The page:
Most important: Try to see past the ruse of the framed debate of the two parties. Left vs. Right is a decoy. The real issue, as ever, is corporate vs. individual interests. This is the struggle that built a middle class in America, and that has since continued to reverse those gains.
Snap! principle of economic analysis:
It’s important to understand the underlying economic trends and their causes, and that can only be done from a truly independent, non-partisan perspective. This blog will continue to highlight economic issues independent of the false choice of bipartisan politics.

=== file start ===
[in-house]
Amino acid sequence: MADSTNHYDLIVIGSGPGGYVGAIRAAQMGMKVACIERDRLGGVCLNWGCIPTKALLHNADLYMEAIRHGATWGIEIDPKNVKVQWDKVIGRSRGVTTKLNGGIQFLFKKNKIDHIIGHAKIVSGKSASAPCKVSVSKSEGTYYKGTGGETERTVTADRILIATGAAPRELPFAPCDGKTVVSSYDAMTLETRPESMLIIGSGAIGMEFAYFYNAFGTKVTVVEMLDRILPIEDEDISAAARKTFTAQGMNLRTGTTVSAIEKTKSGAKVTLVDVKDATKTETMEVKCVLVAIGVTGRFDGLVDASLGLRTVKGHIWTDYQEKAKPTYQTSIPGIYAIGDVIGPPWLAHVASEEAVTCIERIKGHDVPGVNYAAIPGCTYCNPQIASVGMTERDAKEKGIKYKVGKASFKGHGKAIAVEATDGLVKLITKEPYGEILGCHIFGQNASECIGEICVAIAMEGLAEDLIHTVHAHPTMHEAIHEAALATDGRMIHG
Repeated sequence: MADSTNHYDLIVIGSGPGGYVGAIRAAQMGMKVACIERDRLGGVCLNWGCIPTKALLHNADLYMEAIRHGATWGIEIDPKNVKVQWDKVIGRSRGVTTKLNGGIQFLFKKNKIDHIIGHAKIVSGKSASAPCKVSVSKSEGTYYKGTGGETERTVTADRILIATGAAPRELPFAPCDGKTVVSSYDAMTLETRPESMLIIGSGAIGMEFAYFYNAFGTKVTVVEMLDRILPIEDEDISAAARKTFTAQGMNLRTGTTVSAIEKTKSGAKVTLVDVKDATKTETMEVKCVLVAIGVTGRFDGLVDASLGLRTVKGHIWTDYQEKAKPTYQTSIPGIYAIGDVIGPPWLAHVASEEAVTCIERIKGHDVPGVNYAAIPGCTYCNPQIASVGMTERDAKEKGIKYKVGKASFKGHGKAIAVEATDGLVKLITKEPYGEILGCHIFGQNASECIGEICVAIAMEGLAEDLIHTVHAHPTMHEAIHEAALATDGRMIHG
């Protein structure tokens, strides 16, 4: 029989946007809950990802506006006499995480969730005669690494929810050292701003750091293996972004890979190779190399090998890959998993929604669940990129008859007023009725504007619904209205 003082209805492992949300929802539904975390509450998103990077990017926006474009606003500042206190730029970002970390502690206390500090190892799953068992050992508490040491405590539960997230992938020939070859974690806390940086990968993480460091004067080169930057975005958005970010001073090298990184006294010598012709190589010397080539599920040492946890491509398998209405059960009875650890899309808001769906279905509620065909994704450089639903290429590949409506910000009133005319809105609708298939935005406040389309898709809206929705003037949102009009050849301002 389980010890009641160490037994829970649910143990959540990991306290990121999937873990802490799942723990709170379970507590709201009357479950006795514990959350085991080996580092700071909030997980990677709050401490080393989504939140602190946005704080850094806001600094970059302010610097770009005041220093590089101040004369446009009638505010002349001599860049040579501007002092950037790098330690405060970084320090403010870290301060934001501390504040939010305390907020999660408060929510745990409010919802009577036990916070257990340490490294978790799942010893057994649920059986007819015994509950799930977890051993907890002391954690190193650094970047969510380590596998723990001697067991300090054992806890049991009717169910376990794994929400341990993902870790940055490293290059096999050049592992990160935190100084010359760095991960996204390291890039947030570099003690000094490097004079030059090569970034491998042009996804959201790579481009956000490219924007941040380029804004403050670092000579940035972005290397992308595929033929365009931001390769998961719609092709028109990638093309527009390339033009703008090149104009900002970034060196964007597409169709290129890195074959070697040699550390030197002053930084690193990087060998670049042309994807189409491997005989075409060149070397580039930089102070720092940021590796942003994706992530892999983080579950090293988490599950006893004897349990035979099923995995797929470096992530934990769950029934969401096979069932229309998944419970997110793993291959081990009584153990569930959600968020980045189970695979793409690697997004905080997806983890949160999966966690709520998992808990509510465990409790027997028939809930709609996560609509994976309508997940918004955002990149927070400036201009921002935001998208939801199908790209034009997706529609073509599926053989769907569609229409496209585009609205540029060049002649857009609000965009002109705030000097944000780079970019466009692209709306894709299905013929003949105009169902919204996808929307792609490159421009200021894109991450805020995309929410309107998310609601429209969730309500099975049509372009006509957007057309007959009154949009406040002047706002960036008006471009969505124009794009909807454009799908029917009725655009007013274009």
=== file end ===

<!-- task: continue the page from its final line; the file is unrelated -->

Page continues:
Dr. Jill Stein’s BackgroundDr. Jill Stein is a mother, physician, teacher of internal medicine, and pioneering environmental-health advocate. She graduated magna cum laude from Harvard College in 1973, and from Harvard Medical School in 1979. Professional Background: She is the co-author of two widely-praised reports, In Harm’s Way: Toxic Threats to Child Development, published in 2000, and Environmental Threats to Healthy Aging, published in 2009. Her “Healthy People, Healthy Planet” teaching program reveals the links between human health, climate security, and green economic revitalization. This body of work has been presented at government, public health and medical conferences, and has been used to improve public policy. Jill has testified before numerous legislative panels as well as local and state governmental bodies. She played a key role in the effort to get the Massachusetts fish advisories updated to better protect women and children from mercury contamination, which can contribute to learning disabilities and attention deficits in children. She also helped lead the successful campaign to clean up the “Filthy Five” coal plants in Massachusetts, an effort that resulted in getting coal plant regulations signed into law that were the most protective around at that time. Her testimony on the effects of mercury and dioxin contamination from the burning of waste helped preserve the Massachusetts moratorium on new trash incinerator construction in the state. Jill has appeared as an environmental health expert on the Today Show, 20/20, Fox News, and other programs. She was also a member of the national and Massachusetts boards of directors of the Physicians for Social Responsibility. Her efforts to protect public health has won her several awards including: Clean Water Action’s “Not in Anyone’s Backyard” Award, the Children’s Health Hero” Award, and the Toxic Action Center’s Citizen Award. Political Activism: Having witnessed the ability of big money to stop health protective policies on Beacon Hill, Jill became an advocate for campaign finance reform, and worked to help pass the Clean Election Law. This law was approved by the voters by a 2-1 margin, but was later repealed by the Massachusetts Legislature on an unrecorded voice vote. In 2002 ADD activists in the Massachusetts Green-Rainbow Party approached Dr. Stein and asked her to run for Governor of Massachusetts. Dr. Stein accepted, and began her first foray into electoral politics. She was widely credited with being the best informed and most credible candidate in the race. Jill represented the Green-Rainbow Party in two additional races – one for State Representative in 2004 and one for Secretary of State in 2006. In 2006 she won the votes of over 350,000 Massachusetts citizens – which represented the greatest vote total ever for a Green-Rainbow candidate. In 2008, Jill helped formulate a “Secure Green Future” ballot initiative that called upon legislators to accelerate efforts to move the Massachusetts economy to renewable energy and make development of green jobs a priority. The measure won over 81 per cent of the vote in the 11 districts in which it was on the ballot.